At the end of 2018, Delegate Shawn Fluharty (D-WV) proposed a novel reason to legalize adult use in West Virginia, where he was instrumental in securing passage of a medical cannabis bill in 2017. He said: “West Virginia coal will power cannabis. Legalization will put our workers back to work–not just in the cannabis industry but the coal industry.”

Fluharty visited Colorado in 2017 to investigate its marijuana industry, and he noted how indoor grows require significant amounts of electricity for lighting, ventilation, and temperature regulation. As reported in The Intelligencer, his question was: “What is powering the cannabis industry in Colorado? Wyoming coal. West Virginia coal will power cannabis” in West Virginia. By Fluharty’s estimate, the cannabis industry consumes about 2% of Colorado’s electricity. If adult use—and grows in particular—were legalized in West Virginia, it might be expected to consume a roughly similar percentage. The U.S. Energy Information Agency reports that “Coal-fired electric power plants accounted for 93% of West Virginia’s net electricity generation in 2017.” Fluharty’s call for coal to power a new state industry that may consume 2% of the state’s power, when 93% is already provided by coal, may thus seem more of a rhetorical than policy-changing proposal. There are no reports that Fluharty’s coal-fired grow proposal has been seconded by other politicians.

Fluharty is not alone, however, in supporting legalization. In 2018, Del. Sean Hornbuckle (D) introduced H.B. 3035, a bill to “legalize the manufacture, sale and possession of marijuana and establish a regulatory program for growing, selling and testing of marijuana sold in West Virginia.” It would have allowed those 21 and over to use and cultivate in limited amounts, established a licensing scheme for businesses, and allowed local governments to regulate and tax them. And this year, Sen. Richard N. Ojeda II (D) has introduced S.B. 143, which would reduce the “criminal penalties and the criminalization of marijuana.” Democrats are in the minority in both houses, however, and they have not voiced support for adult use legalization. Last year, for example, Senate President Mitch Carmichael said: “I don’t see us expanding to recreational or legalization in any way, shape or form.” House Speaker Roger Hanshaw, for his part, accepted an opinion of the state’s attorney general that the new medical program was at risk for being in violation of federal law.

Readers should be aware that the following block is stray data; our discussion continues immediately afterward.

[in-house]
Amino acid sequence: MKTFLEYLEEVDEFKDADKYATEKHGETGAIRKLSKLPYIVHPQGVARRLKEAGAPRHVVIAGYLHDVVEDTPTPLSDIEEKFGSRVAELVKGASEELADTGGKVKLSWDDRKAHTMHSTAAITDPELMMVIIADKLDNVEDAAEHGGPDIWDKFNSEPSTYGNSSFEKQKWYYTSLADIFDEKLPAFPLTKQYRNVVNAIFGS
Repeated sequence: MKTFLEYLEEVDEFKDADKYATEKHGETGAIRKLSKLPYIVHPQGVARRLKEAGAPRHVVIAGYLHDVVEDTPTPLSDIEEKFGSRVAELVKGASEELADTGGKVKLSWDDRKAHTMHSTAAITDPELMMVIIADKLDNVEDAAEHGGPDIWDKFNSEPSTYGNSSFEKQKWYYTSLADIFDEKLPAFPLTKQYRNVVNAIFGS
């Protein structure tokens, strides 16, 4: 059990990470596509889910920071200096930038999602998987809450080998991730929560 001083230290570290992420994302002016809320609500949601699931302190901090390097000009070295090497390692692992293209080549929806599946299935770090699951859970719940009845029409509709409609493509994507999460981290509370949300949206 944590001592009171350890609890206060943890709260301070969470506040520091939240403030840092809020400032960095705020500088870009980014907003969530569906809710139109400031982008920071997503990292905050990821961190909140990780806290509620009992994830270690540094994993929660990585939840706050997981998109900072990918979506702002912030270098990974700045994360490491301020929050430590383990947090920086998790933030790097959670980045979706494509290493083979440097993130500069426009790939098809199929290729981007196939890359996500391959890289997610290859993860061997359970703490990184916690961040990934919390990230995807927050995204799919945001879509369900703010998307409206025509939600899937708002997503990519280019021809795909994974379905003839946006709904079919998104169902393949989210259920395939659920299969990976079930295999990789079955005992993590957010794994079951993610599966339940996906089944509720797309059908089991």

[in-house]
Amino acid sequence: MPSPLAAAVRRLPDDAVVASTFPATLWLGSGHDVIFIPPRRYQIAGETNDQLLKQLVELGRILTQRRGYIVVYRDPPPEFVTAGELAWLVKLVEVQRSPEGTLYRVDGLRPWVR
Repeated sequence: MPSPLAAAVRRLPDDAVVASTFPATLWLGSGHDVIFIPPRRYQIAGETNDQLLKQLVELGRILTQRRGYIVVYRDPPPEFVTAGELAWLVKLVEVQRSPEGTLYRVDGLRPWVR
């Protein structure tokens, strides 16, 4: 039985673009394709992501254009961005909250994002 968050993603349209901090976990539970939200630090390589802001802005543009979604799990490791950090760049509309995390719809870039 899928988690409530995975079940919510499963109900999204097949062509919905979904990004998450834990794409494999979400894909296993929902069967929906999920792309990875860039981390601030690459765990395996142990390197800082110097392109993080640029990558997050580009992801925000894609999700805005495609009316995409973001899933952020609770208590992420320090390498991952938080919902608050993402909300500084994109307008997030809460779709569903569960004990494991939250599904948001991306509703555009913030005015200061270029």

Slow-Walking Medical Legalization

One potential explanation for Fluharty’s call for coal to power recreational marijuana grows is that coal is popular in West Virginia and enjoys considerable political support. Similarly, any cause that helps veterans is likely to receive support, and medical legalization received support in the state in part because cannabis has been found useful in treating PTSD and chronic pain, two conditions that often afflict veterans. Opioid abuse, including by veterans in treatment for chronic pain, is a severe problem in West Virginia, and studies have shown that many opioid users are able to reduce or eliminate their use with the help of medical cannabis. Fluharty argued on the House floor on behalf of medical cannabis as a treatment for veterans, pointing out that opioid abuse kills many people in West Virginia, while marijuana does not.

Medical legalization has been approved, but there have been many reports of legislators and regulators finding ways to amend or delay the medical program, with the result that it has yet to be implemented. If the resistance to implementing medical cannabis is any sign, recreational cannabis legalization faces an uphill battle in West Virginia’s legislature in 2019, even if coal powers the grow lights.

What do you think? Will recreational cannabis be legalized in West Virginia? Will the state’s medical program get going in 2019? Leave a comment below.

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